New Men JEAN sz 29 MARLON Straight Leg Jeans -Forest Green ROBIN'S nongpj7152-Jeans

A new and improved 'British Butterflies' website now in development and will be launched early in the new year.
You can still Larry Mahan bluee Denim Chap Jeans Men's Size 32x36 Flat Front Zipper Fly Pants.

We expect to launch the new website in...

HUDSON MENS Size 30 STRAIGHT DENIM Byron Style Gridley color dark bluee
Farah Drake AW Jeans Mid Denim


Days  -  Hours  -  Minutes  -  Seconds

OUR ONLINE SHOP IS STILL OPEN FOR BUSINESS...

While you wait for the launch of our new website, you can still get your hands on some fantastic butterfly ID charts, butterfly books and more in our Mens Lois Marvin Bedford Navy Regular Fit Corduroy Trousers.


BRAND NEW DIESEL POIAK 880E JEANS 30X34 0880E REGULAR SLIM FIT TAPERED LEG


60% of children in the UK have never seen a Peacock butterfly*.

78% of parents are concerned that children don’t spend enough time interacting with nature and wildlife*.

*YouGov online survey 16th - 20th October 2015 commissioned by Luigi Borrelli Napoli Mens Classic Relaxed Tapered Denim Jeans Size 31 Dark bluee.

The Gatekeeper has experienced a
44% decline in abundance over the last decade**.

The Wall, once a common farmland butterfly across southern Britain, has suffered a 36% fall in occurrence and 25% drop in abundance since 2005**.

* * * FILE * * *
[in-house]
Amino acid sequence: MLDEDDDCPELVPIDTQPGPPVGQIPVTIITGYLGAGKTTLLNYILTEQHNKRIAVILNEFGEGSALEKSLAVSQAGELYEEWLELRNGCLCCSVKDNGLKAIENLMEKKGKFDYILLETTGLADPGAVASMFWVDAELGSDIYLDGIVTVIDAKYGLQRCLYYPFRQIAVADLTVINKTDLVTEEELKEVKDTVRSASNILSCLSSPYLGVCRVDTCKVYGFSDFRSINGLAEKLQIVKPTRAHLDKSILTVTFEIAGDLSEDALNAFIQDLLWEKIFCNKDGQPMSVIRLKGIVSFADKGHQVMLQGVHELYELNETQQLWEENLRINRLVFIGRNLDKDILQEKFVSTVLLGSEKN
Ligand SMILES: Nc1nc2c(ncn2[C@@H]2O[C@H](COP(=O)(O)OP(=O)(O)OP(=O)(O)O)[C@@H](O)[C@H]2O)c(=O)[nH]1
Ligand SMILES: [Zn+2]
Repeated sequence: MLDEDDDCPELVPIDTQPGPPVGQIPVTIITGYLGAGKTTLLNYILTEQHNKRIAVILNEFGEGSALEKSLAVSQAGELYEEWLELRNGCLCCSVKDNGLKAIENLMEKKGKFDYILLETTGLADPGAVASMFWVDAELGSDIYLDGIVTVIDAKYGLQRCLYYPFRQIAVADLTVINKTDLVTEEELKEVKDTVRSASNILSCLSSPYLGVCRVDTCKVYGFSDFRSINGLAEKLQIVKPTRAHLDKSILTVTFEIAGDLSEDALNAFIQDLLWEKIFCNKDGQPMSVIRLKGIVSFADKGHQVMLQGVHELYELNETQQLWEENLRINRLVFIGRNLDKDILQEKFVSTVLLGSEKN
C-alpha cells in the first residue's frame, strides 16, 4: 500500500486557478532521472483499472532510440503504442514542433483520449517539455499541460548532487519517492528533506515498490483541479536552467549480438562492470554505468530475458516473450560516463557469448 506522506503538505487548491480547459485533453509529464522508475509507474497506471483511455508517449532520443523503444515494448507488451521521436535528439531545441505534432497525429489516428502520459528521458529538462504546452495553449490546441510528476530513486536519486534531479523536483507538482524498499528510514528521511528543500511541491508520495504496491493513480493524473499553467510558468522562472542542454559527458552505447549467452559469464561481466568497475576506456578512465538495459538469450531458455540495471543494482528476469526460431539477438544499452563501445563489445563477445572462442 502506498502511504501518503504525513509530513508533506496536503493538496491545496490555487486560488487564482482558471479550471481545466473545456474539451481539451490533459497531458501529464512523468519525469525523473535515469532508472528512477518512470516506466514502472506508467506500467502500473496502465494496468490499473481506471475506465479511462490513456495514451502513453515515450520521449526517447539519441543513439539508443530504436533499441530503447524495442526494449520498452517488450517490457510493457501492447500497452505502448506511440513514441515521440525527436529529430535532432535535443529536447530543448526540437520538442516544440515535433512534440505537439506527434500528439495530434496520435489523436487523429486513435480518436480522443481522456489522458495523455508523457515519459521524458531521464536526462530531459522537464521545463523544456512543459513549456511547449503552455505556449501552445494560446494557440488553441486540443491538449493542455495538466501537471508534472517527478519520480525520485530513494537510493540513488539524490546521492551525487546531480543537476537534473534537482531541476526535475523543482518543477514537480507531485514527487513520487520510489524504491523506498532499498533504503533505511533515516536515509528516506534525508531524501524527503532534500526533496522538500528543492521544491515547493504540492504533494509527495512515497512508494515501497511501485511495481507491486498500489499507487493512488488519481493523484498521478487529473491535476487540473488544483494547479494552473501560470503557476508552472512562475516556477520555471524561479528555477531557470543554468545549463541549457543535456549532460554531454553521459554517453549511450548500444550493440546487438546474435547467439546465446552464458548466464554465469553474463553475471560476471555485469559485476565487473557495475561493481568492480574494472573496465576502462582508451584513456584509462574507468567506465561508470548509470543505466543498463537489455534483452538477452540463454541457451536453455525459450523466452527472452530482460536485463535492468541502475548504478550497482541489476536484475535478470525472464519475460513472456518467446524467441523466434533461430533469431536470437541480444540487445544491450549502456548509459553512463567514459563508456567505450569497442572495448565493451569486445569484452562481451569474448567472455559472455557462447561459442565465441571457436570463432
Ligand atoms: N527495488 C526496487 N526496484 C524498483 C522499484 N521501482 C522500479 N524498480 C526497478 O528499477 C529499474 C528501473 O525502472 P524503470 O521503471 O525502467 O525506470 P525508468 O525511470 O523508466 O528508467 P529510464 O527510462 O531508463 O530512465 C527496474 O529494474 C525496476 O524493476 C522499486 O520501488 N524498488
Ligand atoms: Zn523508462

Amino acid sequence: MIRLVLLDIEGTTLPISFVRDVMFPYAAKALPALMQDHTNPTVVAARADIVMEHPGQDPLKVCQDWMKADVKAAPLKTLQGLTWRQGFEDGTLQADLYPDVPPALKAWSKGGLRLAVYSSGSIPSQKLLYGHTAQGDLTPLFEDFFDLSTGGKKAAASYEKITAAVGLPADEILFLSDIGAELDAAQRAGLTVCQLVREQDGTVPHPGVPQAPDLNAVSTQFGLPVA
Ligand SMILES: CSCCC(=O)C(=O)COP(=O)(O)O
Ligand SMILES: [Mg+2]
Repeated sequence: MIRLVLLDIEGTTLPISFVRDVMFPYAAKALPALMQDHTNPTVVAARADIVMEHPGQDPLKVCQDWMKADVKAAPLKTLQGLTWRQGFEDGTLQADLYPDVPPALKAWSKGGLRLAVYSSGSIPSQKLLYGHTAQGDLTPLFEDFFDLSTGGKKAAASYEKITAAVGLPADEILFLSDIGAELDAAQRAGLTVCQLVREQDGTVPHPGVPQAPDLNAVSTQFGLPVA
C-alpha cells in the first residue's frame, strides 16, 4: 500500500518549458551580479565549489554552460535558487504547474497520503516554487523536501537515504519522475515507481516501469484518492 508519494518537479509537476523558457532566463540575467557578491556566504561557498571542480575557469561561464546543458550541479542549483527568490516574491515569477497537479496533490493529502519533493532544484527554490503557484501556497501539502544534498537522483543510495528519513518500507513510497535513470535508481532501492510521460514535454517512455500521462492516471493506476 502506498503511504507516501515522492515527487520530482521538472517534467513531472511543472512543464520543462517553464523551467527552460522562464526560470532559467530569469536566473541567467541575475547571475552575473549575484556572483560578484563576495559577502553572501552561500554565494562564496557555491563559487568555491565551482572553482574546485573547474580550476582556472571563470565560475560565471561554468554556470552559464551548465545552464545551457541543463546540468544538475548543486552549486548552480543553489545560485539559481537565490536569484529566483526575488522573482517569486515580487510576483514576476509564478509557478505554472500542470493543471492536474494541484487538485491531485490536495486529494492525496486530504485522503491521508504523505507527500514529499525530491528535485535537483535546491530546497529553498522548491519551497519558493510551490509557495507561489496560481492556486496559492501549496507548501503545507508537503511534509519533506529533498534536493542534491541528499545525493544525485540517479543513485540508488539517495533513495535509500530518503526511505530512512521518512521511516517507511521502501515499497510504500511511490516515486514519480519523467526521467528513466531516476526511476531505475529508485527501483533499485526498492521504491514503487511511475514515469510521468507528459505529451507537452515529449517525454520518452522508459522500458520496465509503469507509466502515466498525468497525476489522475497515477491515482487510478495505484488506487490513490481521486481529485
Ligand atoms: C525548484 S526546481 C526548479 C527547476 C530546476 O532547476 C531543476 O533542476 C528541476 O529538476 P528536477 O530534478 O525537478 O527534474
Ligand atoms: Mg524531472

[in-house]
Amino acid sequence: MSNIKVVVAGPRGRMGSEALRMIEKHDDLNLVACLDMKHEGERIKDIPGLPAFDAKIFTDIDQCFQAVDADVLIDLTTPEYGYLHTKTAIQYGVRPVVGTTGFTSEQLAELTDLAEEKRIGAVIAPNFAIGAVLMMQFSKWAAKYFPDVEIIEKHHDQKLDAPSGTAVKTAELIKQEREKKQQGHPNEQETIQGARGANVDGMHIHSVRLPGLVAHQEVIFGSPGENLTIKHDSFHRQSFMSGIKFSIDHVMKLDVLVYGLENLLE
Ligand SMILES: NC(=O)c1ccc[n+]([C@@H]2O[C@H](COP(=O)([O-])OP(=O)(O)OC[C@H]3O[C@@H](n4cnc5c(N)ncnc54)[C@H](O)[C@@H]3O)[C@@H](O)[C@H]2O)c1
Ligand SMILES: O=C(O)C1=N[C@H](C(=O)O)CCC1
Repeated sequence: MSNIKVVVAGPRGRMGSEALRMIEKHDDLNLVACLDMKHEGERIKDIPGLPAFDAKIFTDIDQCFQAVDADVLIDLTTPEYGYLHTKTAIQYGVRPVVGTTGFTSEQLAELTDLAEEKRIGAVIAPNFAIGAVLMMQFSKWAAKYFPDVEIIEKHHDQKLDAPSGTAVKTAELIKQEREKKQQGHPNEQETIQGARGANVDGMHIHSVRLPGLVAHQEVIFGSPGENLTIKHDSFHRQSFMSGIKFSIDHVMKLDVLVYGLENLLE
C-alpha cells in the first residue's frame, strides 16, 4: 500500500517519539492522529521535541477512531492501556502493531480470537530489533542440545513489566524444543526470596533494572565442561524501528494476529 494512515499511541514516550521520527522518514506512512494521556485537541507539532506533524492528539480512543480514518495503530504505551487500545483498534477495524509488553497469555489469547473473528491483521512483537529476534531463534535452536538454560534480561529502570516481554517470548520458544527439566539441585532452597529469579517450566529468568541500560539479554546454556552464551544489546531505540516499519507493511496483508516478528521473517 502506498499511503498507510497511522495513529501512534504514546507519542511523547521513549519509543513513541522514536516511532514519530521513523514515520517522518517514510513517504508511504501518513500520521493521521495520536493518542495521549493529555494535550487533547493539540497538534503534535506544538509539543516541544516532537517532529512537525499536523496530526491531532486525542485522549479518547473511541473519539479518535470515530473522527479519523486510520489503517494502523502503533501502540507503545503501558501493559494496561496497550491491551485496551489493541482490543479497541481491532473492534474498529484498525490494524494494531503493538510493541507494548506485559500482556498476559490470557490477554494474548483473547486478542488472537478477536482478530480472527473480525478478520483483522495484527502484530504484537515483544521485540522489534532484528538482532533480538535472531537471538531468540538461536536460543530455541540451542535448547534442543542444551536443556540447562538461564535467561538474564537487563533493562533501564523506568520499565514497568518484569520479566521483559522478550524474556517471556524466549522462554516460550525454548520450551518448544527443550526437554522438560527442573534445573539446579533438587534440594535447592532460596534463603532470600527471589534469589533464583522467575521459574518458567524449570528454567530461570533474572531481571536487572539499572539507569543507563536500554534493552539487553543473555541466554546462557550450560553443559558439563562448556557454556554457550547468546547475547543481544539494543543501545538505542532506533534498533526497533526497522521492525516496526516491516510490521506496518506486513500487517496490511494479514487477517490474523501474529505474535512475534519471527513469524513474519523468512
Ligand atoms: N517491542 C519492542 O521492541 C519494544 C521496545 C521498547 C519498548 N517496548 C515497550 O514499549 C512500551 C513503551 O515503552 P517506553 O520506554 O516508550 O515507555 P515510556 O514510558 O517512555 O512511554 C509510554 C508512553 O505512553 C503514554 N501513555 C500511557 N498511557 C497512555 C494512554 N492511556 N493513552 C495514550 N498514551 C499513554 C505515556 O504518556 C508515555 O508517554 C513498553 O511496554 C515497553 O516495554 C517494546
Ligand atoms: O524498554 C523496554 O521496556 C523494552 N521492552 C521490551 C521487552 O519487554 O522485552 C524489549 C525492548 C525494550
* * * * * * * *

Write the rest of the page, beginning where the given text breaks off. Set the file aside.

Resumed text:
**Fox, R., et al. (2015). The State of the UK’s Butterflies 2015. Butterfly Conservation and the Nudie Lean Dean Mellow orange Men Jeans Size 30 30, Wareham, Dorset.

Butterflies are the equivalent of the 'canary in a coal mine'. They provide us with a measure of the health of our natural environment. Their presence or absence is closely linked to the activities of people and the impact humans have on the natural world.

Lee Rider Men Regular Waist Tapered Slim Leg Stretch Denim Jeans Dark Rinse blueeVersace Men Jeans 32 W x 35 Indigo Stretch Brand New with TagsHUGO BOSS orange JEANS BNWT W31 L34 REGULAR FIT SO TRENDY 100% GENUINE

The destruction and deterioration of habitats as a result of land-use change (e.g. intensification of agriculture, use of pesticides and herbicides, loss of countryside due to relentless building of new houses and industrial estates, changes in woodland management, land drainage and river dredging) are considered to be the prime cause of long-term decline of butterflies and other wildlife right across the UK.